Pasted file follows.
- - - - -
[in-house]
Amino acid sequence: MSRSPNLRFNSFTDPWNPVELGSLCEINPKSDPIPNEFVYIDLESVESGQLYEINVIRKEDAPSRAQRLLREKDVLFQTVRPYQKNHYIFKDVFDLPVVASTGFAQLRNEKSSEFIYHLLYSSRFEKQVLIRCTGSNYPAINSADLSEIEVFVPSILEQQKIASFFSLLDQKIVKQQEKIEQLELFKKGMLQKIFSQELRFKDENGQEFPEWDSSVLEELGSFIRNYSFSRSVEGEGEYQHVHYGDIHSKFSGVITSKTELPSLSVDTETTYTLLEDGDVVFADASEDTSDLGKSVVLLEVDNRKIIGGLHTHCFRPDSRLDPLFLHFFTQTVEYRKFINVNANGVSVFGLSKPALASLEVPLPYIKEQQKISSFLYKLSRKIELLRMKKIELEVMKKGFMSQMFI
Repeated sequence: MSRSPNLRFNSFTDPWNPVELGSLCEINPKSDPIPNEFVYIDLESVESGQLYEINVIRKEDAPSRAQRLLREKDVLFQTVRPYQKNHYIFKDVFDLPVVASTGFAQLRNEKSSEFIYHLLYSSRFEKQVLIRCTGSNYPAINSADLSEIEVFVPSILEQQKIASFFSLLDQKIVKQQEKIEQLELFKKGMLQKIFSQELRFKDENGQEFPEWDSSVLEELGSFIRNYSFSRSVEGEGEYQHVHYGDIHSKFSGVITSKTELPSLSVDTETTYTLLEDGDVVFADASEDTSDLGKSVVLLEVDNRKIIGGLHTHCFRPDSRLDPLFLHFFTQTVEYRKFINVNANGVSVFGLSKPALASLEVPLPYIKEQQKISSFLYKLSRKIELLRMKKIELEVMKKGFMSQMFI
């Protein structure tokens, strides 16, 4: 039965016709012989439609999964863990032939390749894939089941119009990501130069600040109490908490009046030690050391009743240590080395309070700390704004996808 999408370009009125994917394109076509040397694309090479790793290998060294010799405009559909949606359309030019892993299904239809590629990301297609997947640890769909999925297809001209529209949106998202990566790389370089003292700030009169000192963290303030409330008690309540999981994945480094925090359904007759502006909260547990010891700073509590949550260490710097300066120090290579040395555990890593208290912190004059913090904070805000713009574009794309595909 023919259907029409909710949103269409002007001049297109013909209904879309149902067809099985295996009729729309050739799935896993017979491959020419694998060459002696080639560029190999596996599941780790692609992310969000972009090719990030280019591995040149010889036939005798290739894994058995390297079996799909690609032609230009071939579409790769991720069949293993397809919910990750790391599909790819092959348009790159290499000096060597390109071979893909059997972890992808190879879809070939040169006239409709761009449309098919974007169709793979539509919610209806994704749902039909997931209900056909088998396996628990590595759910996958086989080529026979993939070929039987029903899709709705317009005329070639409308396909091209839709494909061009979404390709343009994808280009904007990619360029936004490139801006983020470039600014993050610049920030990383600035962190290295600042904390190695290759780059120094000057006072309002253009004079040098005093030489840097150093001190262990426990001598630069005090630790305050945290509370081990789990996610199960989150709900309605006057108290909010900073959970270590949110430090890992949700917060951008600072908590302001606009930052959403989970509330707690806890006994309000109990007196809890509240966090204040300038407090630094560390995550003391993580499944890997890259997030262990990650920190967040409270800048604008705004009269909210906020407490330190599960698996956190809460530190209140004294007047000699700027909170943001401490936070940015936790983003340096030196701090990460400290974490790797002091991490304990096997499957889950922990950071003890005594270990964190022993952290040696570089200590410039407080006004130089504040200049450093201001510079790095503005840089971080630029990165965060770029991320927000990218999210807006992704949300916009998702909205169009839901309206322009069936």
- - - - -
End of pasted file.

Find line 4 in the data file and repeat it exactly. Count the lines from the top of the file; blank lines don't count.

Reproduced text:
């Protein structure tokens, strides 16, 4: 039965016709012989439609999964863990032939390749894939089941119009990501130069600040109490908490009046030690050391009743240590080395309070700390704004996808 999408370009009125994917394109076509040397694309090479790793290998060294010799405009559909949606359309030019892993299904239809590629990301297609997947640890769909999925297809001209529209949106998202990566790389370089003292700030009169000192963290303030409330008690309540999981994945480094925090359904007759502006909260547990010891700073509590949550260490710097300066120090290579040395555990890593208290912190004059913090904070805000713009574009794309595909 023919259907029409909710949103269409002007001049297109013909209904879309149902067809099985295996009729729309050739799935896993017979491959020419694998060459002696080639560029190999596996599941780790692609992310969000972009090719990030280019591995040149010889036939005798290739894994058995390297079996799909690609032609230009071939579409790769991720069949293993397809919910990750790391599909790819092959348009790159290499000096060597390109071979893909059997972890992808190879879809070939040169006239409709761009449309098919974007169709793979539509919610209806994704749902039909997931209900056909088998396996628990590595759910996958086989080529026979993939070929039987029903899709709705317009005329070639409308396909091209839709494909061009979404390709343009994808280009904007990619360029936004490139801006983020470039600014993050610049920030990383600035962190290295600042904390190695290759780059120094000057006072309002253009004079040098005093030489840097150093001190262990426990001598630069005090630790305050945290509370081990789990996610199960989150709900309605006057108290909010900073959970270590949110430090890992949700917060951008600072908590302001606009930052959403989970509330707690806890006994309000109990007196809890509240966090204040300038407090630094560390995550003391993580499944890997890259997030262990990650920190967040409270800048604008705004009269909210906020407490330190599960698996956190809460530190209140004294007047000699700027909170943001401490936070940015936790983003340096030196701090990460400290974490790797002091991490304990096997499957889950922990950071003890005594270990964190022993952290040696570089200590410039407080006004130089504040200049450093201001510079790095503005840089971080630029990165965060770029991320927000990218999210807006992704949300916009998702909205169009839901309206322009069936």